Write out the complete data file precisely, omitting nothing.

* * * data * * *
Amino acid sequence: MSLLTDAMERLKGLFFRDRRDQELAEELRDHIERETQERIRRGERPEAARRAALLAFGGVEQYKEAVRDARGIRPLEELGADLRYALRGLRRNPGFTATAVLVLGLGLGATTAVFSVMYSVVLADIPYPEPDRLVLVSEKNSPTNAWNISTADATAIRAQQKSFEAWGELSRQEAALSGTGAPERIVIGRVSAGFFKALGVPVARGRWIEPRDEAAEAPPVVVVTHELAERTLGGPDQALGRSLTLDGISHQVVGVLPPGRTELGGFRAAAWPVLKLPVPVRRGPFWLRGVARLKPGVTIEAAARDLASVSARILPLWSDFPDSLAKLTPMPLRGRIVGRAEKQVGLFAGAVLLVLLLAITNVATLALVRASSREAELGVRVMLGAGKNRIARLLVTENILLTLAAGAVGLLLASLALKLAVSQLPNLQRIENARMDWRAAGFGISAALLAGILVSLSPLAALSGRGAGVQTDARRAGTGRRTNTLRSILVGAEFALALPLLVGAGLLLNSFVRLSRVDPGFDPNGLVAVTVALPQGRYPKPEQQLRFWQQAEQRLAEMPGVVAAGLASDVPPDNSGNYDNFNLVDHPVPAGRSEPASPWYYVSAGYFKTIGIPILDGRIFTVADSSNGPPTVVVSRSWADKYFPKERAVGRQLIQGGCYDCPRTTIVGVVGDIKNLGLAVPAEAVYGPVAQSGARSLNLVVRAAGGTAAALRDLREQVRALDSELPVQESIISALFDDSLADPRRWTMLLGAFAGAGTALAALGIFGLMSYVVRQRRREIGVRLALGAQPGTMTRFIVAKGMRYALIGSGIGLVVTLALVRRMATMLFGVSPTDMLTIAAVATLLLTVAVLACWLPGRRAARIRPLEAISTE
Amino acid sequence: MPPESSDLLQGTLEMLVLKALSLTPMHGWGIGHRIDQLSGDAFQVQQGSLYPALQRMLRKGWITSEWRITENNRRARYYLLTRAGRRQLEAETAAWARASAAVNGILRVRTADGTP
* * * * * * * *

Amino acid sequence: MSLLTDAMERLKGLFFRDRRDQELAEELRDHIERETQERIRRGERPEAARRAALLAFGGVEQYKEAVRDARGIRPLEELGADLRYALRGLRRNPGFTATAVLVLGLGLGATTAVFSVMYSVVLADIPYPEPDRLVLVSEKNSPTNAWNISTADATAIRAQQKSFEAWGELSRQEAALSGTGAPERIVIGRVSAGFFKALGVPVARGRWIEPRDEAAEAPPVVVVTHELAERTLGGPDQALGRSLTLDGISHQVVGVLPPGRTELGGFRAAAWPVLKLPVPVRRGPFWLRGVARLKPGVTIEAAARDLASVSARILPLWSDFPDSLAKLTPMPLRGRIVGRAEKQVGLFAGAVLLVLLLAITNVATLALVRASSREAELGVRVMLGAGKNRIARLLVTENILLTLAAGAVGLLLASLALKLAVSQLPNLQRIENARMDWRAAGFGISAALLAGILVSLSPLAALSGRGAGVQTDARRAGTGRRTNTLRSILVGAEFALALPLLVGAGLLLNSFVRLSRVDPGFDPNGLVAVTVALPQGRYPKPEQQLRFWQQAEQRLAEMPGVVAAGLASDVPPDNSGNYDNFNLVDHPVPAGRSEPASPWYYVSAGYFKTIGIPILDGRIFTVADSSNGPPTVVVSRSWADKYFPKERAVGRQLIQGGCYDCPRTTIVGVVGDIKNLGLAVPAEAVYGPVAQSGARSLNLVVRAAGGTAAALRDLREQVRALDSELPVQESIISALFDDSLADPRRWTMLLGAFAGAGTALAALGIFGLMSYVVRQRRREIGVRLALGAQPGTMTRFIVAKGMRYALIGSGIGLVVTLALVRRMATMLFGVSPTDMLTIAAVATLLLTVAVLACWLPGRRAARIRPLEAISTE
Amino acid sequence: MPPESSDLLQGTLEMLVLKALSLTPMHGWGIGHRIDQLSGDAFQVQQGSLYPALQRMLRKGWITSEWRITENNRRARYYLLTRAGRRQLEAETAAWARASAAVNGILRVRTADGTP